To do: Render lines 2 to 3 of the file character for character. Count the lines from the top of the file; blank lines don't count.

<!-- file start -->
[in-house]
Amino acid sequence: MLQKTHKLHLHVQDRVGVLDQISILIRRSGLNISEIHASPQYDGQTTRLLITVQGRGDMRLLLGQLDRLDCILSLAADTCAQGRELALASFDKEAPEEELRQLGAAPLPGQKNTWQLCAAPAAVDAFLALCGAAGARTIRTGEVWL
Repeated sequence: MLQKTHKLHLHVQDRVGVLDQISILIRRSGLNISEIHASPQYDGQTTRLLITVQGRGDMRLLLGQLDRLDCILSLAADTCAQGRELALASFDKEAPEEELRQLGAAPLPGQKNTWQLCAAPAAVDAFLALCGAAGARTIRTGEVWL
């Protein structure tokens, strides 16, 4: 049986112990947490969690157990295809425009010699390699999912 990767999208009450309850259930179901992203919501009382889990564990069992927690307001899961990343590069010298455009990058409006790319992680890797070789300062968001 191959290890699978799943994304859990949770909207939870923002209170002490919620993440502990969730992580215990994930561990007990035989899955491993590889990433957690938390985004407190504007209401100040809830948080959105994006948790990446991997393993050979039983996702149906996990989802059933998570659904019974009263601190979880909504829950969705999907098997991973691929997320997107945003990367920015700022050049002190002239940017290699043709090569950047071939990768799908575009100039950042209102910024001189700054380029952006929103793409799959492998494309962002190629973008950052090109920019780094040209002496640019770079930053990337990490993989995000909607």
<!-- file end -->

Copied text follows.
Amino acid sequence: MLQKTHKLHLHVQDRVGVLDQISILIRRSGLNISEIHASPQYDGQTTRLLITVQGRGDMRLLLGQLDRLDCILSLAADTCAQGRELALASFDKEAPEEELRQLGAAPLPGQKNTWQLCAAPAAVDAFLALCGAAGARTIRTGEVWL
Repeated sequence: MLQKTHKLHLHVQDRVGVLDQISILIRRSGLNISEIHASPQYDGQTTRLLITVQGRGDMRLLLGQLDRLDCILSLAADTCAQGRELALASFDKEAPEEELRQLGAAPLPGQKNTWQLCAAPAAVDAFLALCGAAGARTIRTGEVWL